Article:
A still from the video Art as a Tool for Social and Emotional Learning. © 2024 The Museum of Modern Art, New York. Shown: Claude Monet. Water Lilies. 1914–26. Oil on canvas, three panels, each 6' 6 3/4" × 13' 11 1/4" (200 × 424.8 cm), overall 6' 6 3/4" × 41' 10 3/8" (200 × 1276 cm). The Museum of Modern Art, New York. Mrs. Simon Guggenheim Fund

How can art help us process our emotions, experiences, and beliefs? As social worker Katherine Tineo-Komatsu puts it in the video below, “Art is a way of letting our emotions come out in a way that’s healthy, constructive, and conducive not just to our wellbeing, but to other people’s wellbeing and wellness.”

As museum educators, we seek to support conversations that prompt connections between students’ lives, the lives of artists, and artworks. Our online courses share techniques and approaches for teachers to use inquiry, activities, and accessible themes in their classrooms. We incorporate Social Emotional Learning (SEL) in our teaching to help students reflect on their individual and shared experiences. SEL is a process of developing our ability to understand and manage emotions, set and achieve positive goals, feel and show empathy, establish healthy relationships, and make responsible decisions.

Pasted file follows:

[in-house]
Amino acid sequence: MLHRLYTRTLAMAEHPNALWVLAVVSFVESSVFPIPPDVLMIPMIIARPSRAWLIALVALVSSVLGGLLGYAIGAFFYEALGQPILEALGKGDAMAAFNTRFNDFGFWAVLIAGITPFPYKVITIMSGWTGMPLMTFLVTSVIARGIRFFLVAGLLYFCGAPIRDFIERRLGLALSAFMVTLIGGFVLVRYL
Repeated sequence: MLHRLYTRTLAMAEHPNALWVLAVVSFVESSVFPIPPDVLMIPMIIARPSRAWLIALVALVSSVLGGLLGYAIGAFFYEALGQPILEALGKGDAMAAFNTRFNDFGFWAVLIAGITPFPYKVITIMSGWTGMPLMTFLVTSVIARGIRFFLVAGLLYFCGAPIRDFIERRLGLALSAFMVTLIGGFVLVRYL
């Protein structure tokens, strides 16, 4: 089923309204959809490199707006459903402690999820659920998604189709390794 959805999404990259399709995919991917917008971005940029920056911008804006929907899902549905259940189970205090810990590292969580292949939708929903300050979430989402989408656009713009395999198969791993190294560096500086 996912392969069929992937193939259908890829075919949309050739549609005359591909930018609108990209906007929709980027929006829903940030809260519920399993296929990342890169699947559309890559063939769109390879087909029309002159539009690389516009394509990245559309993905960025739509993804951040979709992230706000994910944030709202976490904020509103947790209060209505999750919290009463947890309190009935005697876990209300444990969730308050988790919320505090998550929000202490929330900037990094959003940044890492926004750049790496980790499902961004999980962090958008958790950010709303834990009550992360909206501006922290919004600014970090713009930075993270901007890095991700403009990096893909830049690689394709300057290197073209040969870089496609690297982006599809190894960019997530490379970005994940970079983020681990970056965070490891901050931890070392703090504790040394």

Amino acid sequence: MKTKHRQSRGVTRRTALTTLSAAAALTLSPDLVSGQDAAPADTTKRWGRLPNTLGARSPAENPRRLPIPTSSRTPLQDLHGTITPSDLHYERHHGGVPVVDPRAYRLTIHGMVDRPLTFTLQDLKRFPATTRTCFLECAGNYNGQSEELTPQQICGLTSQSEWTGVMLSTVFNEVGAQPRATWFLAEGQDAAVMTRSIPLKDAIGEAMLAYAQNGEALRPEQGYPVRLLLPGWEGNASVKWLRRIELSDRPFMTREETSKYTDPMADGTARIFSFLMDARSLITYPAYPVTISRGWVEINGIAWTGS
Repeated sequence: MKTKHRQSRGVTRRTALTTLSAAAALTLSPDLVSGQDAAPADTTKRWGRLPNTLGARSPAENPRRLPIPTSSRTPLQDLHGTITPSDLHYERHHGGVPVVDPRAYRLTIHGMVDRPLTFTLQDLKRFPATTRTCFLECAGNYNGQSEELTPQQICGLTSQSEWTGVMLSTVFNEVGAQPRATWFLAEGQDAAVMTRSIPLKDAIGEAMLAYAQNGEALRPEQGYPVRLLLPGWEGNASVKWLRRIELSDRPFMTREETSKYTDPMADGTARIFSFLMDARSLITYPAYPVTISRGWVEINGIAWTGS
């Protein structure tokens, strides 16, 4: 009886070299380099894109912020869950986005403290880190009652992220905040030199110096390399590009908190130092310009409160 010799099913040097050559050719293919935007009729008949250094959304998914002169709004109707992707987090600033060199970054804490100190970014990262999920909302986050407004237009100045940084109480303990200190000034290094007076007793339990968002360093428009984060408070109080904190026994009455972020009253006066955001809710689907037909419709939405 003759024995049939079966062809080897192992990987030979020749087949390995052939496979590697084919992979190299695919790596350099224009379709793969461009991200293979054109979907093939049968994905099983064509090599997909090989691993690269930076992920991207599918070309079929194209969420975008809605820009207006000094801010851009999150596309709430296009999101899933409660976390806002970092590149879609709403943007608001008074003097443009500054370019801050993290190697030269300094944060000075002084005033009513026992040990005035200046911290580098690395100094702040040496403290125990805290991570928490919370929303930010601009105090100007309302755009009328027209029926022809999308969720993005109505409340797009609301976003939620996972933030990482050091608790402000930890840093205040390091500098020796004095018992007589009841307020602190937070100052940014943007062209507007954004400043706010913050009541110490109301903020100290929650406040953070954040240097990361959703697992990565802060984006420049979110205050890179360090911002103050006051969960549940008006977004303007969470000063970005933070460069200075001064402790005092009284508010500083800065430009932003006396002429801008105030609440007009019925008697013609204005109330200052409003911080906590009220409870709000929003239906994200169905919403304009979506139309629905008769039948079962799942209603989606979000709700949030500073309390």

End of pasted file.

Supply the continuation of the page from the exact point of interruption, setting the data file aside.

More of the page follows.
Engaging with art and art-making offers opportunities to cultivate self-awareness, social awareness, and compassion—skills one can start developing at any age.

Learn more about Social Emotional Learning with these MoMA resources.

Draw an object every day to help you slow down and be more attentive to your surroundings. Make a quick sketch of something in your everyday environment and notice how it changes from day to day based on your mood, or on external factors such as lighting and perspective.

Discover how to develop your students’ awareness of themselves and their community through art by enrolling in Teaching with Art, MoMA’s online courses for primary and secondary educators.

Explore more lesson plans for art and SEL developed by MoMA educators.

Thanks to Arlette Hernandez and Rachael Schwabe for their contributions to this project.

The Adobe Foundation is proud to support equity, learning, and creativity at MoMA.